A popover is a transient view that appears above other content onscreen when people click or tap a control or interactive area.
Use a popover to expose a small amount of information or functionality. Because a popover disappears after people interact with it, limit the amount of functionality in the popover to a few related tasks. For example, a calendar event popover makes it easy for people to change the date or time of an event, or to move it to another calendar. The popover disappears after the change, letting people continue reviewing the events on their calendar.
Consider using popovers when you want more room for content. Views like sidebars and panels take up a lot of space. If you need content only temporarily, displaying it in a popover can help streamline your interface.
Position popovers appropriately onscreen. Make sure a popover’s arrow points as directly as possible to the element that revealed it. Ideally, a popover doesn’t cover the element that revealed it or any essential content people may need to see while using it.
Use a Close button for confirmation and guidance only. A Close button, including Cancel or Done, is worth including if it provides clarity, like exiting with or without saving changes. Otherwise, a popover generally closes when people click or tap outside its bounds or select an item in the popover. If multiple selections are possible, make sure the popover remains open until people explicitly dismiss it or they click or tap outside its bounds.
Always save work when automatically closing a nonmodal popover. People can unintentionally dismiss a nonmodal popover by clicking or tapping another part of the screen. Discard work only when people click or tap an explicit Cancel button.
Show one popover at a time. Displaying multiple popovers clutters the interface and causes confusion. Never show a cascade or hierarchy of popovers, in which one emerges from another. If you need to show a new popover, close the open one first.
Don’t show another view over a popover. Make sure nothing displays on top of a popover, except for an alert.
When possible, let people close one popover and open another with a single click or tap. Avoiding extra gestures is especially desirable when several different bar buttons each open a popover.
Avoid making a popover too big. Make a popover only big enough to display its contents and point to the place it came from — rather than take over the entire screen. Be aware that the system might adjust the size of a popover to ensure it fits well onscreen.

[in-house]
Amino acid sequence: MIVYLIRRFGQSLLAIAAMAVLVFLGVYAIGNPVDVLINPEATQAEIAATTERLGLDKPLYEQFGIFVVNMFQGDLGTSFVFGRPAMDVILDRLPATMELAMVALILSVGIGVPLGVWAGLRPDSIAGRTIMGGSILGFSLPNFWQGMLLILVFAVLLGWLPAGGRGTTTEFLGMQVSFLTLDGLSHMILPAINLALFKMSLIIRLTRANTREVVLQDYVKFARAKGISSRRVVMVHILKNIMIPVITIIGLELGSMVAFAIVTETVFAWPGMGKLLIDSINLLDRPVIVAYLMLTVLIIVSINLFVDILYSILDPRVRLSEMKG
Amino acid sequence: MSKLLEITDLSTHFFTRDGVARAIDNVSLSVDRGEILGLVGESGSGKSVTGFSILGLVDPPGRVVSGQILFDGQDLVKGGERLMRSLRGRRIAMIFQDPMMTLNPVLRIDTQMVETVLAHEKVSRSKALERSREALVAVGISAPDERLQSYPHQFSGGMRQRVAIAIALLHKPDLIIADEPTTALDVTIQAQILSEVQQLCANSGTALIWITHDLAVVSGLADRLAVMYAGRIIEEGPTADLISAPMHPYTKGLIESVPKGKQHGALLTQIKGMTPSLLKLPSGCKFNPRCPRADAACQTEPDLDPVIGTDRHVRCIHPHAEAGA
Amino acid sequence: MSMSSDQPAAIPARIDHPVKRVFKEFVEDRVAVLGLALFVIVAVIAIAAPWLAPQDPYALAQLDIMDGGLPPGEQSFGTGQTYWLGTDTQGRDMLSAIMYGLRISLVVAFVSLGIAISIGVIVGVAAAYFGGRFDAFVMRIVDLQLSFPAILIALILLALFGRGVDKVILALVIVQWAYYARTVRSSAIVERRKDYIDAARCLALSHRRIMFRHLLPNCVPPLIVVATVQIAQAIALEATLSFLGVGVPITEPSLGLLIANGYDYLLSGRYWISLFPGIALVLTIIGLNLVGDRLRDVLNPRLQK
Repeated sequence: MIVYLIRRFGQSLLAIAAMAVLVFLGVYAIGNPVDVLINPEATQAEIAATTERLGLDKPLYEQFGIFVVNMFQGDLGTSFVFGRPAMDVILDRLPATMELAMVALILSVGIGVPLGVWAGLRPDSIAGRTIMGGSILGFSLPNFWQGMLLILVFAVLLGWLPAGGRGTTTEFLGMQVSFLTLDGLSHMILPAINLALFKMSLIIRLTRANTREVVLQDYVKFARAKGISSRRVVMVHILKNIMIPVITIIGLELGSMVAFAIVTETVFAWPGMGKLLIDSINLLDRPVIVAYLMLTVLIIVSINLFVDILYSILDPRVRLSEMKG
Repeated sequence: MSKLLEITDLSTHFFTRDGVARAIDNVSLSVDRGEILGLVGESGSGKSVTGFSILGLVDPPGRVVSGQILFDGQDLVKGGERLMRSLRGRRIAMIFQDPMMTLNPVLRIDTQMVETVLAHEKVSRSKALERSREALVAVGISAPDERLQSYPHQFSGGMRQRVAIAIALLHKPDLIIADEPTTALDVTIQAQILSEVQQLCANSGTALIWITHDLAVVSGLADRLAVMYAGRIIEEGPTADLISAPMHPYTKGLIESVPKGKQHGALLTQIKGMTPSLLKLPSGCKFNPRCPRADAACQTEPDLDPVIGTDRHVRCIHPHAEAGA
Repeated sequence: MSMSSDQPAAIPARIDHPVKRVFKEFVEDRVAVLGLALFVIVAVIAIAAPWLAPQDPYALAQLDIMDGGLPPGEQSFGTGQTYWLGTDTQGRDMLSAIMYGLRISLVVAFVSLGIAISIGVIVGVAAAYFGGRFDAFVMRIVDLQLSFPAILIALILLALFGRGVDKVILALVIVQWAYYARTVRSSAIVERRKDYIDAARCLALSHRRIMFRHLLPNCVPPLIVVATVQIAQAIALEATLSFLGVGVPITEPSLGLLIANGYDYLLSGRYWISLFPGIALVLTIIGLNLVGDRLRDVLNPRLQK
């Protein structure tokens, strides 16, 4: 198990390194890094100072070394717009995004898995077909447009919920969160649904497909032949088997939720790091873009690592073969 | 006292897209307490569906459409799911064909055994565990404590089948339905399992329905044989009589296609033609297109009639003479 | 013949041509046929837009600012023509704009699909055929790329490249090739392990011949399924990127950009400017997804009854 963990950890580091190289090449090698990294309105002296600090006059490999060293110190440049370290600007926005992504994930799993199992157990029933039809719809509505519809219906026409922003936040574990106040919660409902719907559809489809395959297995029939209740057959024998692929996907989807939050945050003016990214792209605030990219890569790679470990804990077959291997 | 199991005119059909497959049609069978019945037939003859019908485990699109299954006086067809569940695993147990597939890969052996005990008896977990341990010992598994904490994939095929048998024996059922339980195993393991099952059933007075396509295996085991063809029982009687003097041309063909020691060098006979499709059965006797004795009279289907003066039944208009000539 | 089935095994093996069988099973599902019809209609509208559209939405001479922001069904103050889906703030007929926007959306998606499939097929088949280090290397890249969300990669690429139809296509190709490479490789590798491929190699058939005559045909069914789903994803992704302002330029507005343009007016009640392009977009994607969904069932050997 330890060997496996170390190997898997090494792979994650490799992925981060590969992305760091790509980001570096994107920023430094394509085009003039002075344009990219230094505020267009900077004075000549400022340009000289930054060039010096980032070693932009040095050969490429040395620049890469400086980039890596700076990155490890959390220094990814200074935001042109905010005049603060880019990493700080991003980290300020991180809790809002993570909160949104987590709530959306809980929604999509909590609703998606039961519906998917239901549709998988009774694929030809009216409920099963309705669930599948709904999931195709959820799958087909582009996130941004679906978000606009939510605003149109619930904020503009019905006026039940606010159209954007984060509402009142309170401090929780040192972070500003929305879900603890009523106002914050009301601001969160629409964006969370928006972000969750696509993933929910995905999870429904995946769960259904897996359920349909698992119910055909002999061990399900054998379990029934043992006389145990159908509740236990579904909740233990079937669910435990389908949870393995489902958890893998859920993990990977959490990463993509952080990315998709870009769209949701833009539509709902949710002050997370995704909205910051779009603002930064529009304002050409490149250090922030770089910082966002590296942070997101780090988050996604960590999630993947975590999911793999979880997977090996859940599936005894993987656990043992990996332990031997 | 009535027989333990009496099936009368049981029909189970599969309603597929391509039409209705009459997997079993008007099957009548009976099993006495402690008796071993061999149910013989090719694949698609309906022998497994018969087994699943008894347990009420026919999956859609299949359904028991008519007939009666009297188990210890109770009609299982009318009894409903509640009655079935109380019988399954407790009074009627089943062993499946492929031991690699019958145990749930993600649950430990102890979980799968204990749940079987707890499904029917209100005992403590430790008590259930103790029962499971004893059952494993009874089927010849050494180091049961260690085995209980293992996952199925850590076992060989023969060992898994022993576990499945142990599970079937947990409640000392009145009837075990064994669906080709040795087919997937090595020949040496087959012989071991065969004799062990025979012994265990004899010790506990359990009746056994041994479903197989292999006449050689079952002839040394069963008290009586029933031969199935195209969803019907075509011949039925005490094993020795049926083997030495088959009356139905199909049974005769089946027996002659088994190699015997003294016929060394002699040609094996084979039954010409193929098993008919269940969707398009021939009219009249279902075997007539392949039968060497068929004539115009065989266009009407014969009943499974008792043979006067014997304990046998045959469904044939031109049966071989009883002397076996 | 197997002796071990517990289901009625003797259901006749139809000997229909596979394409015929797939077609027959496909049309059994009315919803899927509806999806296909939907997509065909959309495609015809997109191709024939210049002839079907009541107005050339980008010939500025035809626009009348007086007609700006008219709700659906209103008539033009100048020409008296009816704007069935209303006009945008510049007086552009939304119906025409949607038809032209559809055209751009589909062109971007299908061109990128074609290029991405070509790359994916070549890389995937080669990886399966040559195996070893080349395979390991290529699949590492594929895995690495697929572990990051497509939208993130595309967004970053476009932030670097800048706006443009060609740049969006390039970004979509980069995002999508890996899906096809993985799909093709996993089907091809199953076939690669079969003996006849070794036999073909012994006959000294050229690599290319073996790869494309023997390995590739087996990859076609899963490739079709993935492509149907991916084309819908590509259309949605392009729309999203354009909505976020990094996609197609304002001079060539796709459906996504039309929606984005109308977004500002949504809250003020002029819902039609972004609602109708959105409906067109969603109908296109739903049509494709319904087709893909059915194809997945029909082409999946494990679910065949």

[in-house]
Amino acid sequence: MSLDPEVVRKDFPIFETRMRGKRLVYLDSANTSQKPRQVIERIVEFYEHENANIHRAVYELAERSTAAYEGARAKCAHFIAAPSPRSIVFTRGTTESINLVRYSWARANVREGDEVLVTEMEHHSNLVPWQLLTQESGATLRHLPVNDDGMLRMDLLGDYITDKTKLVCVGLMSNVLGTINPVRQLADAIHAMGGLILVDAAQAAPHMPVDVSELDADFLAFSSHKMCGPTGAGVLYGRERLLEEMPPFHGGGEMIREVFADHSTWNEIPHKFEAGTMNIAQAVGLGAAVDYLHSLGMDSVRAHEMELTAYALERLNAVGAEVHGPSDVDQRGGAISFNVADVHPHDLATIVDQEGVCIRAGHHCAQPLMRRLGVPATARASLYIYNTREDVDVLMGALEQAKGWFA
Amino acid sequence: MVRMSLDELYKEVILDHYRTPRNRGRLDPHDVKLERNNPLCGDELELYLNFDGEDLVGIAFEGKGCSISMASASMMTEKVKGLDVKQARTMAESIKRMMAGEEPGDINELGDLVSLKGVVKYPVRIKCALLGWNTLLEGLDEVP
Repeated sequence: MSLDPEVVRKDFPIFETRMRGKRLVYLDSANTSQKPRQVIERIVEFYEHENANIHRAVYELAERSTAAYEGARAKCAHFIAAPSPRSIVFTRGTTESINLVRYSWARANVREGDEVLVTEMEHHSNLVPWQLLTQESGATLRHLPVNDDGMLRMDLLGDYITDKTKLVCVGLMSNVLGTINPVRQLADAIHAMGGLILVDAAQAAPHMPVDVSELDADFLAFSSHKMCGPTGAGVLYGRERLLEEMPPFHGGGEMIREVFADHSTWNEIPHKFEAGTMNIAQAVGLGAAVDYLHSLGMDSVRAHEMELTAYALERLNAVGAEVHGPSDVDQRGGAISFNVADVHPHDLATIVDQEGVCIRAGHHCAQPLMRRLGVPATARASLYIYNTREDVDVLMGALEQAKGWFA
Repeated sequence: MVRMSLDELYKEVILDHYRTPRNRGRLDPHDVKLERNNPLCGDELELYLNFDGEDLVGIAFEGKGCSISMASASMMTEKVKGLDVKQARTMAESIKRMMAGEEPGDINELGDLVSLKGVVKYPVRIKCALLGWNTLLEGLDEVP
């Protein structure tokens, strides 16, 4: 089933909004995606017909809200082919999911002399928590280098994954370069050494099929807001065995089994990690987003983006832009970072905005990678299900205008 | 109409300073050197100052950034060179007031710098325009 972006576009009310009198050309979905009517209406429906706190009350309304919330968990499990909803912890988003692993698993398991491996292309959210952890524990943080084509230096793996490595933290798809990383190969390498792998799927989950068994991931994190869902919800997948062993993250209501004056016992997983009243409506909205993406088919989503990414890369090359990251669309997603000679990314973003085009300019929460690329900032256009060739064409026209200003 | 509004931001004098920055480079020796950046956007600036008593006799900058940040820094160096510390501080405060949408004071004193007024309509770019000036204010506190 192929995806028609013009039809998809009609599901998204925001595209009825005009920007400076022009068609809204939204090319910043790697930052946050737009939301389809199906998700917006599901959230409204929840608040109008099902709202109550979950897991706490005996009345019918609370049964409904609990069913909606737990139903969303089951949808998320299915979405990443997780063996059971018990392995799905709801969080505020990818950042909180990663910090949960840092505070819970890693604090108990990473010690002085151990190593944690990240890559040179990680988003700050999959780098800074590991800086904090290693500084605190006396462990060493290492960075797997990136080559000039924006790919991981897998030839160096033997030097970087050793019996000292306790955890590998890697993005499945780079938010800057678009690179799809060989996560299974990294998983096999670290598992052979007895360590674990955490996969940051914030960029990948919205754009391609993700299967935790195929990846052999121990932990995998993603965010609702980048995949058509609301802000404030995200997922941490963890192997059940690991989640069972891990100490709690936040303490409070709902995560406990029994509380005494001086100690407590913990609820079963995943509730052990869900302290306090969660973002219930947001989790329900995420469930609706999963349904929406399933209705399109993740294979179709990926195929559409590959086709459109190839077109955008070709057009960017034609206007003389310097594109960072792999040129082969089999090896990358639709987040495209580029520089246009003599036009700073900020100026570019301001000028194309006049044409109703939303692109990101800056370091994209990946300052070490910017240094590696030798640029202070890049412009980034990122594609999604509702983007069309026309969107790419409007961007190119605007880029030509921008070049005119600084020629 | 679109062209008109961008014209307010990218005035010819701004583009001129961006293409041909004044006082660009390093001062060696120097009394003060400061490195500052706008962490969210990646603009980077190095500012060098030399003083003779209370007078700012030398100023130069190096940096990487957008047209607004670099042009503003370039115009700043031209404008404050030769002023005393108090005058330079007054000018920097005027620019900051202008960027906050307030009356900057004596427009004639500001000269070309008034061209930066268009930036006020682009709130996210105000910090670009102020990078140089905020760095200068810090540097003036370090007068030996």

Provide a smooth transition when changing the size of a popover. Some popovers provide both condensed and expanded views of the same information. If you adjust the size of a popover, animate the change to avoid giving the impression that a new popover replaced the old one.
Avoid using the word popover in help documentation. Instead, refer to a specific task or selection. For example, instead of “Select the Show button at the bottom of the popover,” you might write “Select the Show button.”
Avoid using a popover to show a warning. People can easily or accidentally dismiss popovers. Use alerts to warn people instead.
Not supported in tvOS or watchOS.
Avoid displaying popovers in compact views. Make your app or game dynamically adjust its layout based on the size class of the content area. Reserve popovers for wide views; for compact views, use all available screen space by presenting information in a full-screen modal view like a sheet instead. For related guidance, see Modality.
You can make a popover detachable in macOS, which becomes a separate panel when people drag it. The panel remains visible onscreen while people interact with other content.
Consider letting people detach a popover. People might appreciate being able to convert a popover into a panel if they want to view other information while the popover remains visible.
Make minimal appearance changes to a detached popover. A panel that looks similar to the original popover helps people maintain context.